In 2021, it also bagged a total of P2.29 billion in supply contracts from the PS-DBM, still way beyond the threshold, Lacson said.

“Pharmally had no financial capability but the PS-DBM gave them these huge contracts,” he said.

Lacson said then PS-DBM head Christopher Lloyd Lao “exceeded his authority” in awarding the contracts to Pharmally and did not follow provisions of the procurement law, noting that NFCC is part of the eligibility documents that the Government Procurement Policy Board required of bidders.

Special audit sought

Drilon called on the BIR to form a task force to conduct a special audit of the tax returns of the government’s suppliers.

“It appears like there could be violations of our tax laws. We should examine the potential tax liabilities of these companies, officials, and employees,” he said.

Drilon cited BIR records showing that Pharmally president Twinkle Dargani paid only P1,000 in income tax in 2020, less than the P29,187 she paid in 2018, a year before the company was established. There was no information on her tax payments in 2019, according to Drilon.

Her brother, corporate secretary and treasurer Mohit Dargani, paid P97,241 in 2020, which the BIR had marked as “suspended status.” In 2019, he paid P22,062 income tax.

It was in 2020 and 2021 that Pharmally officers, including the Darganis, went on a luxury car-buying binge. The brother gifted his sister with a brand-new Lamborghini Urus valued at P25 million.

No record of tax returns for the year 2019 was available for Pharmally chair Huang Tzu Yen, Drilon said.

The tax records were made public upon a motion by Drilon, which committee head Sen. Richard Gordon allowed.

The income tax returns and other records of the Pharmally officers were submitted by the BIR during an executive session. These also included those of director Linconn Ong, regulatory affairs officer Krizle Grace Mago as well as Michael Yang, Mr. Duterte’s Chinese friend who served briefly as his economic adviser.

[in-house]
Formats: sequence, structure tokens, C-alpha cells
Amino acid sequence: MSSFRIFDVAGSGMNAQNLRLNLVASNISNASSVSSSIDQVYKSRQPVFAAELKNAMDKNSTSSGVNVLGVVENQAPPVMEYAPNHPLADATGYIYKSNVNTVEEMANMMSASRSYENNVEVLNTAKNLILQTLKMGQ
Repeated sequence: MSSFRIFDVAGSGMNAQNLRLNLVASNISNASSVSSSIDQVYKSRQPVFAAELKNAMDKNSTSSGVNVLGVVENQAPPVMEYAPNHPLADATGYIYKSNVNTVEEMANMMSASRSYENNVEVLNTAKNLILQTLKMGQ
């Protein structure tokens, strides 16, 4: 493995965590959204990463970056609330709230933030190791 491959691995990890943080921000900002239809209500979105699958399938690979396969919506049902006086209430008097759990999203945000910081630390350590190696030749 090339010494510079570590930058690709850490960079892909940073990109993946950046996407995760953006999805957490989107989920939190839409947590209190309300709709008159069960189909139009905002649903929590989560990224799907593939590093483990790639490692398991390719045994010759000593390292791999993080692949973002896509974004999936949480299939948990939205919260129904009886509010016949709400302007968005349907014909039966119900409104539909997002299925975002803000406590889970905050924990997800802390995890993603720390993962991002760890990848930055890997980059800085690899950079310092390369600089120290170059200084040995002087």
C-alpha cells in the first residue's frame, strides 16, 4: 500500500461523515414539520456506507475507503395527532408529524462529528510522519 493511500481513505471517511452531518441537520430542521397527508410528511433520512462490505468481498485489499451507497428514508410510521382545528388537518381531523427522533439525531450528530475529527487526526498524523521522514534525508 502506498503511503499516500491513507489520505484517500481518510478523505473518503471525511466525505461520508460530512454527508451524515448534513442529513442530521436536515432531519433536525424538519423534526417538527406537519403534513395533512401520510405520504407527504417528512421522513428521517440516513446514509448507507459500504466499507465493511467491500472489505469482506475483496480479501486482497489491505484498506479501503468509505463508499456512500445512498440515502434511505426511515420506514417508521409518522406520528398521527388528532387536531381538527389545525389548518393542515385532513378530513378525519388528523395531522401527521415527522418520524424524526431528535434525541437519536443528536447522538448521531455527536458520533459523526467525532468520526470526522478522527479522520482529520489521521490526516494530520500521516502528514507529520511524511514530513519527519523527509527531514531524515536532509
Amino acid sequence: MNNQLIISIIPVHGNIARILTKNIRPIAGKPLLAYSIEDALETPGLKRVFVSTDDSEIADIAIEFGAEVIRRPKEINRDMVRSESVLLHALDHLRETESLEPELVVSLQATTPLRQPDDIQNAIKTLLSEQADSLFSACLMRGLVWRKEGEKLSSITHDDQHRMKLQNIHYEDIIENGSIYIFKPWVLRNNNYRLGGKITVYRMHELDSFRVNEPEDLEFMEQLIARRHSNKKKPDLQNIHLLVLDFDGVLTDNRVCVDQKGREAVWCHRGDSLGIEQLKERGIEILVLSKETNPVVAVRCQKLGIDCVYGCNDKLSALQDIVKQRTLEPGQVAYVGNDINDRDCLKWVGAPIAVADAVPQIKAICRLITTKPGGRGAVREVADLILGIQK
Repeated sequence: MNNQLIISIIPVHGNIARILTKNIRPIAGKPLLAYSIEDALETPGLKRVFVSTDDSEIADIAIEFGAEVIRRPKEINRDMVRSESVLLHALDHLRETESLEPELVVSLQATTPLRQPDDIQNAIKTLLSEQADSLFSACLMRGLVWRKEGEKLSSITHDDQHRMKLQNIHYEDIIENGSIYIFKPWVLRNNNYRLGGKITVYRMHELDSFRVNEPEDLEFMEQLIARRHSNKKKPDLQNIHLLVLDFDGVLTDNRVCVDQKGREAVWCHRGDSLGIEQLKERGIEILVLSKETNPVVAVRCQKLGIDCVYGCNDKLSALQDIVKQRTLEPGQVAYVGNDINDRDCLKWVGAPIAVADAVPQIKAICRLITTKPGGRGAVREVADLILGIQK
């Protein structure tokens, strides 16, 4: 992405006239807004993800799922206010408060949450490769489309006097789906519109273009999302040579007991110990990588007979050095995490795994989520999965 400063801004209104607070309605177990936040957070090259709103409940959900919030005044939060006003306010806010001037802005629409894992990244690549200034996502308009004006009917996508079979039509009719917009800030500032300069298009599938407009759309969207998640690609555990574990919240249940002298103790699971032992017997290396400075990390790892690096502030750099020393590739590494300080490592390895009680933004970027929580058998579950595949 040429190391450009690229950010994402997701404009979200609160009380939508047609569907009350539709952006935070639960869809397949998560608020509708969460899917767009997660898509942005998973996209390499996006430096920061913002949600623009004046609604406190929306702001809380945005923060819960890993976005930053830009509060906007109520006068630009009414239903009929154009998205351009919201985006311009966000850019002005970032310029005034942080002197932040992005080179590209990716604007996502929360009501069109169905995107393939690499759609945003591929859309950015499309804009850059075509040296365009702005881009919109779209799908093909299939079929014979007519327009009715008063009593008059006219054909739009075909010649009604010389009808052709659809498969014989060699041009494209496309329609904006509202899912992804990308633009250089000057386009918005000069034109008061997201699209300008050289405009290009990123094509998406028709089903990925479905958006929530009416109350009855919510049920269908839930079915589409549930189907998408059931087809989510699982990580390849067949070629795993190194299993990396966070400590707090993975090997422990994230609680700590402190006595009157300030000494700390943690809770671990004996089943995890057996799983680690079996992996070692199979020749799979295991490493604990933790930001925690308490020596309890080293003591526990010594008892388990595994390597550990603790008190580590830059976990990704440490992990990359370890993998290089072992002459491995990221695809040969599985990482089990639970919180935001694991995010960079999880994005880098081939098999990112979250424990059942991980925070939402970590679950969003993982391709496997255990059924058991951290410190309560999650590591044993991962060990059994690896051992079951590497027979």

Senators also raised doubts on the tax payments made by Yang, who introduced top officers of Pharmally’s parent company to the President in 2017.

Drilon said the Davao City-based businessman did not file his income tax returns from 2014 to 2017, while his tax records in 2019 and 2020 are “unreadable.”

For 2018, Yang declared a taxable income of P208,000 and paid P7,600 in tax.

‘Slippery as an eel’

Sen. Francis Pangilinan pointed out that this meant that for that year, he earned an average monthly income of P17,333.

Gordon also quizzed Yang, who attended the hearing online and spoke through an interpreter, on his business interests in the Philippines, mainly his retail establishments in Davao City.

But he repeatedly expressed exasperation, saying Yang was “slippery as an eel” in his responses.

At one point, Pangilinan castigated Yang after the businessman openly yawned while the senator was citing his alleged links to Philippine United Technique Corp., which was supposedly involved in another procurement scandal involving the Philippine Charity Sweepstakes Office.

“We take offense that you think you can lie and you can get away with it. We are representatives of the Filipino people. Show us some respect,” Pangilinan said.

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TAGS: BIR, Franklin Drilon, investigation, Pharmally, Senate, Tax